My husband and I received education and information through the prenatal visits, the breast feeding class and child birth classes, that allowed us to make educated decisions about what was best for us and our baby.

The follow up care from the first home visit to the many consults with the lactation consultants, to the numerous visits to the baby clinic, have provided me with continued support to successfully nurse my baby (even through teething!).

I was allowed to hold my daughter, skin-to-skin, from the moment she was born. There was no pressure to breastfeed immediately or bathe her before I was ready too. I, personally, had problems with breastfeeding and they help my daughter and I figure it out without me feeling like I was failing as a mother.

My husband and I attended birth classes at the center, and found them valuable even as second-time parents. I have since visited the free baby clinic numerous times for information, support, and camaraderie with other mothers. I can honestly say that without the baby clinic and on-call lactation specialists, I would not have breast-fed my son past the first month. He is now 9 months old and I feel confidant and comfortable breast feeding at least to his first birthday, which was a personal goal of mine. I credit the supportive staff and community atmosphere of the birth center in making this possible.

My son thrived, but I continued to go to the well-baby clinic for the reassurance of tracking his growth and the camaraderie of the other new mothers.

Mother and father
We even called for support from the Birth Center lactation consultant in the middle of the night while we were still in the hospital and she made all the difference in easing our worries.

Our favorite aspect of the Birth Center has been the weekly baby clinic. My family has found the baby clinic invaluable for lactation support as well as helping enhance our sense of community with our fellow new parents.

We are again enjoying the benefits of the baby clinic and have recommended the Birth Center to many friends.

After our baby was born, I had an amazing experience of holding him on my chest for two hours. Annie took care of all the members of our growing family and checked on us throughout the night. We went home at 7am to start our new life with a baby. She noted we were having some difficulties with nursing, but gave me some suggestions of how to assist him in learning this important first skill.

I was recovering well from delivery, but we were continuing to have difficulties with breastfeeding. This visit started a very close and important relationship for our family with Hope and the other lactation consultants at the Birth Center.

Over the next 8 weeks, we visited the Birth Center (and Hope or Annie) at least twice a week to weigh our son, who slowly started to learn how to nurse and gain weight. Hope called me at home over the Thanksgiving and Christmas holidays (and many other times) to check on how we were doing. On several occasions, I also talked to the other lactation consultants, Annie and Janie, on the phone with a variety of concerns.

Each time I called with a new problem (often in tears), I felt that my concerns were treated with the utmost respect and concern. Ultimately with their wonderful care and support, we were able to determine the causes of my nursing problems and associated pain and find ways to resolve the problems.

Hope, Annie, and Jude never gave up on finding solutions for me. They suggested books to read, lactation tools to try, and foods to eat. Hope recommended that we visit Tuesday Baby Clinic to meet and talk with other Mamas.

Every Tuesday, I felt that I was wrapped in a new community that cared about me, my husband, and our son. This community encouraged us even on the most difficult days when it felt like I would never be able to breastfeed.

I had always envisioned myself breastfeeding my children. One day, almost magically, when our son was four months old, nursing stopped hurting, and we were able to nurse just like I had imagined. Nursing is a skill that he has perfected, and now, one year later it is hard to image all of the problems that we had with our rough start. However, I do remember that I could not have continued learning how to breastfeed and survive the early weeks of motherhood without the love and support that I received from the staff of the Birth Center.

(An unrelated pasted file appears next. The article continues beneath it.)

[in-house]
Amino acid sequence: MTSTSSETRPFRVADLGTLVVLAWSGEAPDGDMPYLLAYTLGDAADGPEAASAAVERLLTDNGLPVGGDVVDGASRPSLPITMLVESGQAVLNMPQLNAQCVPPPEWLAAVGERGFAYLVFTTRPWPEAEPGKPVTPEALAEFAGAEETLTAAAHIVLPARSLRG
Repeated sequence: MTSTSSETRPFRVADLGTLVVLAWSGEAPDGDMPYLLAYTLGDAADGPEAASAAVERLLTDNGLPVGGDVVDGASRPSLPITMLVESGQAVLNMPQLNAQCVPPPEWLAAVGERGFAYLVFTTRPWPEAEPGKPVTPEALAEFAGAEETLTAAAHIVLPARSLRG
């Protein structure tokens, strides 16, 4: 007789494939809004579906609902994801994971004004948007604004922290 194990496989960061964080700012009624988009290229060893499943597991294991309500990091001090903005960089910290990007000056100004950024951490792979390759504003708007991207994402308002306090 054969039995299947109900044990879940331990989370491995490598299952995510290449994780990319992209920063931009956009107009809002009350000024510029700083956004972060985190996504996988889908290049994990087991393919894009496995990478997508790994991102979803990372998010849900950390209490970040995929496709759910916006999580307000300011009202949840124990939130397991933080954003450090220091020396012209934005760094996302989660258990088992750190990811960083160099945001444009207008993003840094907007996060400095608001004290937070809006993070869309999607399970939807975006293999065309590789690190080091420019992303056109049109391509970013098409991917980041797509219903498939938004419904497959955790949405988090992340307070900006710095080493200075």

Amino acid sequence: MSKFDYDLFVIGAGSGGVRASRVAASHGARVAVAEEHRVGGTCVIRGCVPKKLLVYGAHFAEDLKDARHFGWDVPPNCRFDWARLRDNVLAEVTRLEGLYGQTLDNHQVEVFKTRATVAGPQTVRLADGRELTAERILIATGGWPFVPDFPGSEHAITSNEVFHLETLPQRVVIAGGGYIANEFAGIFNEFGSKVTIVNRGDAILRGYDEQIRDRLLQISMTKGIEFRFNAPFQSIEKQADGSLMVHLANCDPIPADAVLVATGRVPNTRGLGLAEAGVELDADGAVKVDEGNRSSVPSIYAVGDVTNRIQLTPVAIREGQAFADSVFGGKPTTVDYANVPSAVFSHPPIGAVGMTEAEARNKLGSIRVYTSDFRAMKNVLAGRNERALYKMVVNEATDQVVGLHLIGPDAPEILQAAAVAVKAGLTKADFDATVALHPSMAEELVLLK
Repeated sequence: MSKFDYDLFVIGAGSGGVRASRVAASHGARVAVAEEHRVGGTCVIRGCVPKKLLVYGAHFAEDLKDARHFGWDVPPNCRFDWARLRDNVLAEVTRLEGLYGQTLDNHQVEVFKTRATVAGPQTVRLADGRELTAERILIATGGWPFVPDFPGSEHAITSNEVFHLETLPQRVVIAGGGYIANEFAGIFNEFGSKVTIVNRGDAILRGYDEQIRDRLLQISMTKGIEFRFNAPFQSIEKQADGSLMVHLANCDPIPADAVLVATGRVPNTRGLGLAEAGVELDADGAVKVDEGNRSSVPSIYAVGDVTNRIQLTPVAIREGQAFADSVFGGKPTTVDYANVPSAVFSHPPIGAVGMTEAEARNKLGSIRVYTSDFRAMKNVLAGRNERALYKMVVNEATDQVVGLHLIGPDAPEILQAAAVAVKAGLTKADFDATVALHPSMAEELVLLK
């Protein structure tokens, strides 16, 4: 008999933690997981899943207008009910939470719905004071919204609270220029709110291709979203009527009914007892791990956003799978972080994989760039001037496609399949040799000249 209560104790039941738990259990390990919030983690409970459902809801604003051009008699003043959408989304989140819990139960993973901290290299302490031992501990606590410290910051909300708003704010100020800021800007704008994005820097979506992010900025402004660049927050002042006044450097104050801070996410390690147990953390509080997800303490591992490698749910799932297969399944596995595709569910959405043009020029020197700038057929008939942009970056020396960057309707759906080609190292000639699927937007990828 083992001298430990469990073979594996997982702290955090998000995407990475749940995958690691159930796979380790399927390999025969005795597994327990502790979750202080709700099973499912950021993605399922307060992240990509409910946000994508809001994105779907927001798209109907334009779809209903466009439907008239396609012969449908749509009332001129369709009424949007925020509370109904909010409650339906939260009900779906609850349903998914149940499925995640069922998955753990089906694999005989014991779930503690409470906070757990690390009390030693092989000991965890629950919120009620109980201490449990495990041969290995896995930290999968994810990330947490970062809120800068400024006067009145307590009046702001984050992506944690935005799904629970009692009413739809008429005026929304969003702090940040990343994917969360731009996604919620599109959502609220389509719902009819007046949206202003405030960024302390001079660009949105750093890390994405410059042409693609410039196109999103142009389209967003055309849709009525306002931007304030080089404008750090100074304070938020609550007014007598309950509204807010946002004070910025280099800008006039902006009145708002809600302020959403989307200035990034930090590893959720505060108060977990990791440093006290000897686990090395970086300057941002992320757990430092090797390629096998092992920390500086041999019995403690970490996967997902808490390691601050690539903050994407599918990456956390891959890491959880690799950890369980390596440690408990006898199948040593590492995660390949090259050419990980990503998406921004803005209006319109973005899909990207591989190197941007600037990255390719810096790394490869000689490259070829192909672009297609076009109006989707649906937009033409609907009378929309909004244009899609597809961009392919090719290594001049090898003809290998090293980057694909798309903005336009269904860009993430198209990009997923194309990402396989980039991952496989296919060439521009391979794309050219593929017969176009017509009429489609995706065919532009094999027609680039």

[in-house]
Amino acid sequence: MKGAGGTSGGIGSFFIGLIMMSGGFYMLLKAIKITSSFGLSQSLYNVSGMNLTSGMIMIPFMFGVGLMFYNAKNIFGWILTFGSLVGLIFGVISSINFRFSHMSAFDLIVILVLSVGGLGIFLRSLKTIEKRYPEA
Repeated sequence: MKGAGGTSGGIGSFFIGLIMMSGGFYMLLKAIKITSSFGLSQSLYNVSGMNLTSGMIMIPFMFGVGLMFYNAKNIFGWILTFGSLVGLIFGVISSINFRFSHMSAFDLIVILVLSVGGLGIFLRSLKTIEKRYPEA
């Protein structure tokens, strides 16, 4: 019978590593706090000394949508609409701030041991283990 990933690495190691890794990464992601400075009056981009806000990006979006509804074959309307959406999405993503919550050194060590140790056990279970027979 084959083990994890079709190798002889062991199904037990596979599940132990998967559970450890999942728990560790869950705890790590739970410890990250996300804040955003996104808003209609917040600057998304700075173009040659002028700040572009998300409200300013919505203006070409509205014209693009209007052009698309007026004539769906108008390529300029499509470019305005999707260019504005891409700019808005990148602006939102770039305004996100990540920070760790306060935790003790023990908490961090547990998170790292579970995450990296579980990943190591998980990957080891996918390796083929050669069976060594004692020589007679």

In an era where families are scattered around the globe and women do not share in the common experiences of pregnancy, childbirth, and breastfeeding with their female relatives, we need places like the Birth Center.

After the birth, I continued to discover the uniqueness of the services at the birth center. I had heard about baby clinic during my consultation with Hope, the lactation consultant, and when my daughter was three weeks old I brought her to baby clinic for the first time. The benefits of baby clinic were two fold. For one, I got incredible ongoing breastfeeding support from the nurses and assurance that my daughter was indeed thriving. The simple 5 minute visit each week put my mind at ease to all of the little worries I was having about caring for my newborn.

Additionally, knowing that I could call a nurse 24 hours a day and receive breastfeeding support made me feel at ease. I was never fearful of a middle of the night incident sending me over the edge because I knew help was always available.

The second benefit of baby clinic is perhaps even greater than the first and that is the community that is created each week in the living room of the birth center. Mothers come together and talk, share, and support one another. Any topic related to new motherhood, newborns, or postpartum experiences is open for discussion.

The first time I went I felt right at home with all of the other breastfeeding mothers. In those early weeks of motherhood and breastfeeding it saved my sanity to have a place I could go and be with other nursing mothers who were also learning how to breastfeed our babies.

I quickly made friends with a few other new moms. I looked forward to seeing them each Tuesday and I am convinced that this support network is a big reason that I did not experience any postpartum depression. It is almost a year since my daughter’s birth and I am still close friends with many of the women I bonded with at baby clinic.

I chose the birth center because the midwives and staff are committed to natural birth and it is one of the only places in our community that natural birth is fully supported on a daily basis. The pre and postnatal care in connection with the community of support makes the Nurse Midwifery